The Brock Talk

Wednesday, September 9, 2009

Rachel vs. The Greats

Excuse me. Ms. Zenyatta? Yes. Would you please move over just a bit? We've got to make a lot more room in the comparison to Rachel Alexandra conversation. I'm sorry, but we're no longer comparing just you to Rachel Alexandra. We're now comparing her to the greatest race fillies and mares of all time. Don't leave. You're still plenty welcome. But did you see the Woodward?

The abridged version of Rachel Alexandra's Woodward victory is that she appeared out of her comfort zone from the moment she got to the paddock until the final stride of the Woodward when she nosed out the hard-charging Macho Again - sending the Saratoga grandstand into a uproar probably seldom hear in the long and storied history of the Spa. She misbehaved in the post parade, looking like she wanted no piece of the old boys she just met. As she was walking to the starting gate, her usual confident and noble presence seemed to be in a galaxy far, far away as her ears flopped around as if she had just swallowed a bad oat.

Then Rachel Alexandra left the gate like her tail was on fire, looking as she just wanted to get away from all the ugly bastards in the race with her. When Da Tara stayed with her through a blazing first two furlongs, I said it was over for the girl. I said it again at the top of the stretch when she appeared on the verge of being swalled up by a legion of challengers. I thought she was really done then.

She then kicked in that gear that jockey Calvin Borel has been telling us about and pulled away slowly but convincing, only to be asked for more by Borel as Macho Again roared towards her only to fall short.

At that moment Rachel Alexandra erased all doubt and other weak arguments as to her greatness.

But to further the point, I thought it might be fun to actually revisit some of the great female thoroughbreds of all time and allow you to conclude her greatness for yourself. I write this with apologies to fans of Masket, Shuvee, Lady's Secret, Pebbles, Bayakoa, Paseana, Davona Dale and others including Pan Zareta with her 76 career wins.

In 1915 Regret became the first filly to win the Kentucky Derby in her 3-year-old debut after winning the Saratoga Special, Sanford Stakes and Hopeful Stakes at Saratoga against colts in her only three starts at two. She won nine of her 11 career races, having raced against fillies only twice. Her two defeats came against males in the Saratoga Handicap, finishing eighth off of an 11-month layoff, and a nose loss to Borrow in the 1917 Brooklyn Handicap at Belmont Park.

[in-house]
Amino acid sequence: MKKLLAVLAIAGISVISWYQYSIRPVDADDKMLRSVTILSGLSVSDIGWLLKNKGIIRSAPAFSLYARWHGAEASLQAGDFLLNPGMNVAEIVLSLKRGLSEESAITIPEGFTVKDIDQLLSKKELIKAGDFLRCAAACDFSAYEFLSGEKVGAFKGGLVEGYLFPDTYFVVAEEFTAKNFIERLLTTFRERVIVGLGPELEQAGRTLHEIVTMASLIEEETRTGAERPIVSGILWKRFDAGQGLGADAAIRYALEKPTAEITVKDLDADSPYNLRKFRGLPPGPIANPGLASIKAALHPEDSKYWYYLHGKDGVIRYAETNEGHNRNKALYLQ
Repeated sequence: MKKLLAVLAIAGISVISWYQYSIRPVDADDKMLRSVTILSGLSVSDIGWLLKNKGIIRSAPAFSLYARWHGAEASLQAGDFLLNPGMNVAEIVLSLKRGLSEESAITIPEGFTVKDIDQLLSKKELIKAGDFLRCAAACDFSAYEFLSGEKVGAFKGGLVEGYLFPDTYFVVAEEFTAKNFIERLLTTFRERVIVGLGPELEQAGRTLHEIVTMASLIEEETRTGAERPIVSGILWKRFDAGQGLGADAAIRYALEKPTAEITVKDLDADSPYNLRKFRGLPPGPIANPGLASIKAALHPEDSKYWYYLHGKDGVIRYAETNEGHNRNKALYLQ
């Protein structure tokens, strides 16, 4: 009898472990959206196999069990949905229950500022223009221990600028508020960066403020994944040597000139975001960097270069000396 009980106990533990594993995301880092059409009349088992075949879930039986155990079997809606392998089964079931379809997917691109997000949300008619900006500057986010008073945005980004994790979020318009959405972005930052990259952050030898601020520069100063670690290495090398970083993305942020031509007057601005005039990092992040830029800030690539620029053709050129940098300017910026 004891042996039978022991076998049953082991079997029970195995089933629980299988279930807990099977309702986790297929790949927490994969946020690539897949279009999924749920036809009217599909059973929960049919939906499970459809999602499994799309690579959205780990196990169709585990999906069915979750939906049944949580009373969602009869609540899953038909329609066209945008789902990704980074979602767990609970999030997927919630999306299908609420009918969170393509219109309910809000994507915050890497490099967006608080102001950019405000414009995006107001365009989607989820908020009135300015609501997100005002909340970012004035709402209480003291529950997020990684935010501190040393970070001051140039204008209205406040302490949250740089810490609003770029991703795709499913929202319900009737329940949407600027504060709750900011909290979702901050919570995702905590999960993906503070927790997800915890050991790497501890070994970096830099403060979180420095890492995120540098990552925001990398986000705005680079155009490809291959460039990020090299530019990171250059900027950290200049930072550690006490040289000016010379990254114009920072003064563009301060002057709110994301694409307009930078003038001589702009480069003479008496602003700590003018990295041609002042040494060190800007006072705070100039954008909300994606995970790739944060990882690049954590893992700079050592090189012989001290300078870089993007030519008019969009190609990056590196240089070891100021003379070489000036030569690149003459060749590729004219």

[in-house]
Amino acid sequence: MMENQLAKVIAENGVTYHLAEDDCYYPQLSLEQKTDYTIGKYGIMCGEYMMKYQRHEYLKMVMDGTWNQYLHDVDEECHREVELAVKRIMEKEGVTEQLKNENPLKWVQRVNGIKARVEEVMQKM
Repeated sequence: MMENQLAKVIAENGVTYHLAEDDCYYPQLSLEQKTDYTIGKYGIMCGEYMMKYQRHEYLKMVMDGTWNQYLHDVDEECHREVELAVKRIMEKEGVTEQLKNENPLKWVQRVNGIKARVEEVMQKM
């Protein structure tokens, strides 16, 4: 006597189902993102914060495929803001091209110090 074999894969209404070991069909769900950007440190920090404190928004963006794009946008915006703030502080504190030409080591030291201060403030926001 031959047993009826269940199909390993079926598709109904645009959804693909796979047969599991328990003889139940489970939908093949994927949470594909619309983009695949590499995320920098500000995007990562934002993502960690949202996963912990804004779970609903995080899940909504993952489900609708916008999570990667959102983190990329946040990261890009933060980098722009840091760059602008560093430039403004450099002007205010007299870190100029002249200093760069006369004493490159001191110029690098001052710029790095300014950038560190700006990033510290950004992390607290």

Like Rachel Alexandra, Ruffian (photo) was almost 17 hands tall with as much charisma and class as talent. Ruffian was not only undefeated in ten career starts before her fatal match race against Foolish Pleasure in 1975, but she had never been behind another horse in a race, going wire-to-wire in every victory. She won the filly Triple Tiarra at Belmont Park by winning the Acorn, the Mother Goose and the Coaching Club American Oaks, winning the Acorn by 8-1/4 lengths and the Mother Goose by 13-1/2. Her average margin of victory was more than 8-1/4 lengths before the match race, breaking and equaling track records along the way.

Personal Ensign was undefeated in 13 starts from 1986-1988 and concludied her career with one of the most stirring and memorable finishes in Breeders' Cup history when she held off Kentucky Derby winner Winning Colors to win by a fraction of a nose. Eight of her career victories were against grade 1 company including the 1988 Whitney Handicap over Gulch and a field of older males. Her popularity among fans was unquestionalble as they made her an odds-on favorite (less than even money) in every race except the 1987 Beldame when she was let go at a generous 1.30-1.

Go For Wand had also drawn comparisons to Ruffian before and after her fatal last start in the 1990 Breeders' Cup Distaff when she broke down in the midst of a stretch battle with Bayakoa. She won 10 of 12 career starts going into the Distaff, including a win in the Breeders' Cup Juvenile Fillies as a 2-year-old. Her only two losses came in against grade 1 company in 1989 Frizette and 1990 Kentucky Oaks, finishing second in both. She never races against males however.

Although Miesque raced primarly in Europe and exclusively on grass, she was the dynamite filly of the early Breeders' Cup years having taken the 1987 and 1988 Breeders' Cup Mile against older males. She won 12 of 16 career starts with three seconds and a third and unlike her American counterparts, raced primarily against the boys having started with fillies only five times. She was third the grade 1 Prix de Morny in France in her second start at two against boys, and was second in grade 1 Prix de Diane (also known as the French Oaks) in her only loss against fillies. Ironically, her only other losses came against older males in Europe in her final preps to her Breeders Cup wins.

Again the list of great fillies and mares is much, much longer than the one I've presented here. These are just a few. But they are all unquestionalbe in the place in history.

Just as Rachel Alexandra is now.

1 comment:

Anonymous said...

Ouija Board. Say no more